It is further contended on the part of the appellant that the appellant parted with its interest in the automobile after having taken possession thereof under the terms and conditions of the instrument which we have heretofore considered, but, as this taking was wrongful, it cannot escape damages for its action by parting with its alleged title after the commission of the wrongful act complained of.  It is further contended that judgment should not have been given in favor of the plaintiff without providing for the payment of the balance due on the loan for the repayment of which the instruments hereinbefore set forth were executed as security. This matter was not tendered to the trial court, was not made an issue in the case, and cannot be considered here. All that was tendered to the trial court was the title of the plaintiff and the amount of damages for the detention of the property during the time that plaintiff was deprived of its use.
Upon the same record the appellant presents its appeal from an order denying its motion to vacate and set aside the judgment hereinbefore referred to, based upon the provisions of section 473 of the Code of Civil Procedure. That motion is based upon the action of the appellant's agent, Clarence E. Nuss, and the appellant's attorney, George G. Graham. This record shows that Nuss and Graham were apparently endeavoring to get possession of the car and acquire title thereto for the sum of $750; that the said agents of the appellant did not fully disclose to the trial court the true nature of the transactions being had and did not properly set forth the defense of the appellant herein. This motion is based necessarily upon the premise that the conditional agreement of sale was an instrument in legal effect, other than as we have construed it to be. The motion presupposes that the title to the car was at all times in the appellant and that it had a right to take possession thereof at any time after March 3, 1922.  This position, as we have shown, being untenable, by reason of the fact that no title to the car was ever vested in the appellant, that the transaction amounted to nothing but a mortgage, it follows that plaintiff's motion, based upon the theory of title and ownership in the company, is not well founded.  The mere fact that an attorney does not make a skillful presentation of a client's defense does not warrant relief under section 473 of the Code of Civil Procedure.
The order of the trial court denying the appellant's motion to set aside the judgment is affirmed; the judgment of the trial court as to the possession and right of possession of the car in question is affirmed, but, as to the damages allowed for the detention thereof, it is hereby reversed and the cause remanded for a retrial upon this issue alone. The appellant will have and recover its costs incurred upon this appeal.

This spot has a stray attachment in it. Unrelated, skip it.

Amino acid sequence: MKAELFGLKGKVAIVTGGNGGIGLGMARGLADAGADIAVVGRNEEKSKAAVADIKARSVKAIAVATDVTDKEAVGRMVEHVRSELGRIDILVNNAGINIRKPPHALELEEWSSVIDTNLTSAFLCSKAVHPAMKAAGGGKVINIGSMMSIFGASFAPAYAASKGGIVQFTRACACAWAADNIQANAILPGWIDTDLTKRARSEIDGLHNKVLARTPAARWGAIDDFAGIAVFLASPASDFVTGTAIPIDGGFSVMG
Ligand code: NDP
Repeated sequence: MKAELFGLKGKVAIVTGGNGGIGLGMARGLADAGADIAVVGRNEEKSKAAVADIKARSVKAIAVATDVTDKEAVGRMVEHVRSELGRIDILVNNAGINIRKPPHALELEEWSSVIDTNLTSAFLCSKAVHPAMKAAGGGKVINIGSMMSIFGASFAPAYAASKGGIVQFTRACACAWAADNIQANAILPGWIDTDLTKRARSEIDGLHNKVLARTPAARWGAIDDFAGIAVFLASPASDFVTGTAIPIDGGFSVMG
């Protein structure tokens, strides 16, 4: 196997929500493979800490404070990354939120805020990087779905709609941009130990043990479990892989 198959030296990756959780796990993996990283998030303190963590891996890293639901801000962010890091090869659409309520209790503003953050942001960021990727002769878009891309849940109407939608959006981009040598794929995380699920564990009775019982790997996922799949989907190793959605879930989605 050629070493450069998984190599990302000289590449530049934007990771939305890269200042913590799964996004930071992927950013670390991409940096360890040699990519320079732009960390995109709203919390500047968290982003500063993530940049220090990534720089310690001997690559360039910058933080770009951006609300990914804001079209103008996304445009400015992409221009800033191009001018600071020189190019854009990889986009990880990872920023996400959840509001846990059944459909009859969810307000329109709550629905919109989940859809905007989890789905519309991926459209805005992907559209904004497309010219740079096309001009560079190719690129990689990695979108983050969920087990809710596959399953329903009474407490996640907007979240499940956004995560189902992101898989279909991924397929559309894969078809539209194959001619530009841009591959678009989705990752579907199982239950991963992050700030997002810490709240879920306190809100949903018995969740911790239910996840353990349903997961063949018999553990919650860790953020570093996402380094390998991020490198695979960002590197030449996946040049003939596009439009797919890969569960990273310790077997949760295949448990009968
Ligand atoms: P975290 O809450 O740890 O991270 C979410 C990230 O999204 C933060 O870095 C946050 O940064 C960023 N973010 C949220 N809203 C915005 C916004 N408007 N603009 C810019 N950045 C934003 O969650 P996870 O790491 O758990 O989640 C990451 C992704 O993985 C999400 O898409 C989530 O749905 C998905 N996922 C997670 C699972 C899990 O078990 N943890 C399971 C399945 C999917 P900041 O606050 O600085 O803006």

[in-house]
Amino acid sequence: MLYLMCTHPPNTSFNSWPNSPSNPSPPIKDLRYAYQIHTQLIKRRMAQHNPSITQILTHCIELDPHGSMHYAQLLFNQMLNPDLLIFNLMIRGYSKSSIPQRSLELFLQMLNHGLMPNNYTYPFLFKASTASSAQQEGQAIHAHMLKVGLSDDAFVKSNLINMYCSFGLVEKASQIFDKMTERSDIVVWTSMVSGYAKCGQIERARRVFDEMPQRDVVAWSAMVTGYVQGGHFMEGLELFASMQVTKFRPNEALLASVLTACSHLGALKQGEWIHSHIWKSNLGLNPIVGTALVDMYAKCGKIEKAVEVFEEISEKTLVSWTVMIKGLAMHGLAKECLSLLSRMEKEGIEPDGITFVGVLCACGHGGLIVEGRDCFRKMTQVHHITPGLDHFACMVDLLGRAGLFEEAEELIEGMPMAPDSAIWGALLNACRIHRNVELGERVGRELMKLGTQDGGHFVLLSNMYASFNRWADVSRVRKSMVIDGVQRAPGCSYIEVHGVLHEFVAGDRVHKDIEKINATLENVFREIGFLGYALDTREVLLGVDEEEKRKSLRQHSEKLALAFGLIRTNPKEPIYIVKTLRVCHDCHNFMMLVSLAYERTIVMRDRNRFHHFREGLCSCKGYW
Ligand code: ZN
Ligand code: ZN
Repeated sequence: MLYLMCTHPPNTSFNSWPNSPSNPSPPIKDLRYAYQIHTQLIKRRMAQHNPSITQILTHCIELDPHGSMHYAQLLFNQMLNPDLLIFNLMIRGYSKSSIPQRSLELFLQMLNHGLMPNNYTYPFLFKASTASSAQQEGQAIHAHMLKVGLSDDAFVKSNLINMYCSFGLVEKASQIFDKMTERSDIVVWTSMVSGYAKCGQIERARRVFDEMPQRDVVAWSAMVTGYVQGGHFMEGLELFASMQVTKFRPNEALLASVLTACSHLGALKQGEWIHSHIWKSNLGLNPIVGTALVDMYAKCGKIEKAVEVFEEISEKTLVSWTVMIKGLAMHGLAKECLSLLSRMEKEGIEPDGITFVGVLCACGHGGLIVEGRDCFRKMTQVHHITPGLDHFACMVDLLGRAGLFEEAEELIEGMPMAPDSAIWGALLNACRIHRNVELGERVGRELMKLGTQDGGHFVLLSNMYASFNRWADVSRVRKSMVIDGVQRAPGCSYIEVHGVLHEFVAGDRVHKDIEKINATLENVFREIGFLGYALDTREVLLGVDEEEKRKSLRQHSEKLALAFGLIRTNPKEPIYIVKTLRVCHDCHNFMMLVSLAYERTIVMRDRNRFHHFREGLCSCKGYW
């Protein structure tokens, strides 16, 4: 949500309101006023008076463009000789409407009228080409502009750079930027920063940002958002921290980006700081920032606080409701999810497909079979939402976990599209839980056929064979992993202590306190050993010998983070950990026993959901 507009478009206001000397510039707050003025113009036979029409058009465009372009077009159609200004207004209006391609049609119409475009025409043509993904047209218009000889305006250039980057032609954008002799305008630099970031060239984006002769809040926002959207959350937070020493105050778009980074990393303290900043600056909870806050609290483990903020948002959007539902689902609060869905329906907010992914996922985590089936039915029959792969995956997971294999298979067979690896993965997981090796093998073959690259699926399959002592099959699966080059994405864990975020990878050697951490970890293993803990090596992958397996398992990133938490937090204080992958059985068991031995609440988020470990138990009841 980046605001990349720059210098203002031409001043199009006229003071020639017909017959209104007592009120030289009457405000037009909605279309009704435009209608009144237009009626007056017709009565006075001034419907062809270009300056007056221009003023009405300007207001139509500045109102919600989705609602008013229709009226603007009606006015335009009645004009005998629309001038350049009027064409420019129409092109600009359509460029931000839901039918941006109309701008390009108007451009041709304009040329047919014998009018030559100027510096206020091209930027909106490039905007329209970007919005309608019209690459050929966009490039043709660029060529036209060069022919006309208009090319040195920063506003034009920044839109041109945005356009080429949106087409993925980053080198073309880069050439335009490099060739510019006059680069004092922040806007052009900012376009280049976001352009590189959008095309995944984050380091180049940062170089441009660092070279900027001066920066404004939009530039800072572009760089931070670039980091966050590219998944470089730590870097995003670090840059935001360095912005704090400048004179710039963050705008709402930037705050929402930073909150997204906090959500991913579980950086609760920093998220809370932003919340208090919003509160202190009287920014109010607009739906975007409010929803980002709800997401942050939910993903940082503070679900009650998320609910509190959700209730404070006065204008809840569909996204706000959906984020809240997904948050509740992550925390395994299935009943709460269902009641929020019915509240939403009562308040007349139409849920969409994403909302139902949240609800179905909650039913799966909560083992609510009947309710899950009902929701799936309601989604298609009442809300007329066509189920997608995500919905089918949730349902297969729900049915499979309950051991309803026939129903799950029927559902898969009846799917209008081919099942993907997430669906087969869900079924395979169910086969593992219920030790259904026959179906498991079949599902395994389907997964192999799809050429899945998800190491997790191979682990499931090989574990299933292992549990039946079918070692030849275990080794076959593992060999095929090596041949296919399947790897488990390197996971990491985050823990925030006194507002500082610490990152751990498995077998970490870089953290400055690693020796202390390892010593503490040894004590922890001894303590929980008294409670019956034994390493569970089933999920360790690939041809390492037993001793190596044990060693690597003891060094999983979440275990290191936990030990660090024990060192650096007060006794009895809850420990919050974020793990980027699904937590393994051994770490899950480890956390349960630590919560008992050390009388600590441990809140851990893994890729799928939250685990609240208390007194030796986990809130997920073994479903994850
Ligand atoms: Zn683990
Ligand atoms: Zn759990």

Hart, J., and Finch, P. J., concurred.
A petition for a rehearing of this cause was denied by the district court of appeal on December 20, 1924.
THE COURT. — Appellant, in its petition for rehearing, calls our attention to section 2966 of the Civil Code, as it read prior to its amendment by the legislature in 1923 (Stats. 1923, p. 140), in relation to the removal of mortgaged property from the county in which it is situated at the time of the mortgage to some other county, and thus giving the right to take possession to the mortgagee, and insists that the testimony shows that the automobile involved in this transaction was removed from San Francisco to the county of Fresno, and the taking of possession by the appellant was consequently lawful.  There are two reasons why this contention is untenable. The first is that the instrument in question does not come under the provisions of the law relating to the execution of chattel mortgages in so far as the removal of property is concerned, or the recording of instruments are affected. The lien in this case existed only between the mortgagee and mortgagor by reason of the nature of the transaction, and not by reason of the statute relating to the form and manner of executing chattel mortgages.  The second reason is that the instrument in question describes the home and place of residence of the mortgagor as Fresno, in the county of Fresno, and it is evident that the automobile, if in San Francisco at the time of the execution of the mortgage, was there only for temporary purposes, and that its situs was really in Fresno, the home of the mortgagor.
The foregoing points are mentioned herein because not called to our attention in the briefs upon which the case was submitted.
The petition for rehearing is denied.